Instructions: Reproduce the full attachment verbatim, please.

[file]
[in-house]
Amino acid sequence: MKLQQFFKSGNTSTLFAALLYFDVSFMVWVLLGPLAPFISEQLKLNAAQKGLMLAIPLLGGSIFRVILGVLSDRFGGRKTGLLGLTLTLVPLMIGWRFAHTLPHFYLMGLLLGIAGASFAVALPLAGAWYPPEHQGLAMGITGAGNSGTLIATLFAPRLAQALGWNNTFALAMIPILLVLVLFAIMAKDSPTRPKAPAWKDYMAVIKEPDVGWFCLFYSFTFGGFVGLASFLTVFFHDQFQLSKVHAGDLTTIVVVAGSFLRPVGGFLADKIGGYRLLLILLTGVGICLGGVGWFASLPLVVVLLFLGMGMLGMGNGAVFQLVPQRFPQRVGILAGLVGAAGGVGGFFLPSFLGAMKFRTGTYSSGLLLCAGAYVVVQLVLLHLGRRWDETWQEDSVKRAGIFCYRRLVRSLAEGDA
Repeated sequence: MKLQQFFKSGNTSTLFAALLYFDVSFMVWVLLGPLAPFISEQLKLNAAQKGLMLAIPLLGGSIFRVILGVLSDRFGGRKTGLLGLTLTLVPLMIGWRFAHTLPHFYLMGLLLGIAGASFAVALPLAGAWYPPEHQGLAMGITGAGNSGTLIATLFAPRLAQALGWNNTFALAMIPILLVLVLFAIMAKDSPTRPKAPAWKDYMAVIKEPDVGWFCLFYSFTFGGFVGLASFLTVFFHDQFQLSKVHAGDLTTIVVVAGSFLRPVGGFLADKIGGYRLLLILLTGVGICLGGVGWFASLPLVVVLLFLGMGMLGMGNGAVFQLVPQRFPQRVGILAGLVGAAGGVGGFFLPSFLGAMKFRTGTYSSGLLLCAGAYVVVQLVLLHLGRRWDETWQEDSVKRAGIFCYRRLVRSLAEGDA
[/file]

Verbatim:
[in-house]
Amino acid sequence: MKLQQFFKSGNTSTLFAALLYFDVSFMVWVLLGPLAPFISEQLKLNAAQKGLMLAIPLLGGSIFRVILGVLSDRFGGRKTGLLGLTLTLVPLMIGWRFAHTLPHFYLMGLLLGIAGASFAVALPLAGAWYPPEHQGLAMGITGAGNSGTLIATLFAPRLAQALGWNNTFALAMIPILLVLVLFAIMAKDSPTRPKAPAWKDYMAVIKEPDVGWFCLFYSFTFGGFVGLASFLTVFFHDQFQLSKVHAGDLTTIVVVAGSFLRPVGGFLADKIGGYRLLLILLTGVGICLGGVGWFASLPLVVVLLFLGMGMLGMGNGAVFQLVPQRFPQRVGILAGLVGAAGGVGGFFLPSFLGAMKFRTGTYSSGLLLCAGAYVVVQLVLLHLGRRWDETWQEDSVKRAGIFCYRRLVRSLAEGDA
Repeated sequence: MKLQQFFKSGNTSTLFAALLYFDVSFMVWVLLGPLAPFISEQLKLNAAQKGLMLAIPLLGGSIFRVILGVLSDRFGGRKTGLLGLTLTLVPLMIGWRFAHTLPHFYLMGLLLGIAGASFAVALPLAGAWYPPEHQGLAMGITGAGNSGTLIATLFAPRLAQALGWNNTFALAMIPILLVLVLFAIMAKDSPTRPKAPAWKDYMAVIKEPDVGWFCLFYSFTFGGFVGLASFLTVFFHDQFQLSKVHAGDLTTIVVVAGSFLRPVGGFLADKIGGYRLLLILLTGVGICLGGVGWFASLPLVVVLLFLGMGMLGMGNGAVFQLVPQRFPQRVGILAGLVGAAGGVGGFFLPSFLGAMKFRTGTYSSGLLLCAGAYVVVQLVLLHLGRRWDETWQEDSVKRAGIFCYRRLVRSLAEGDA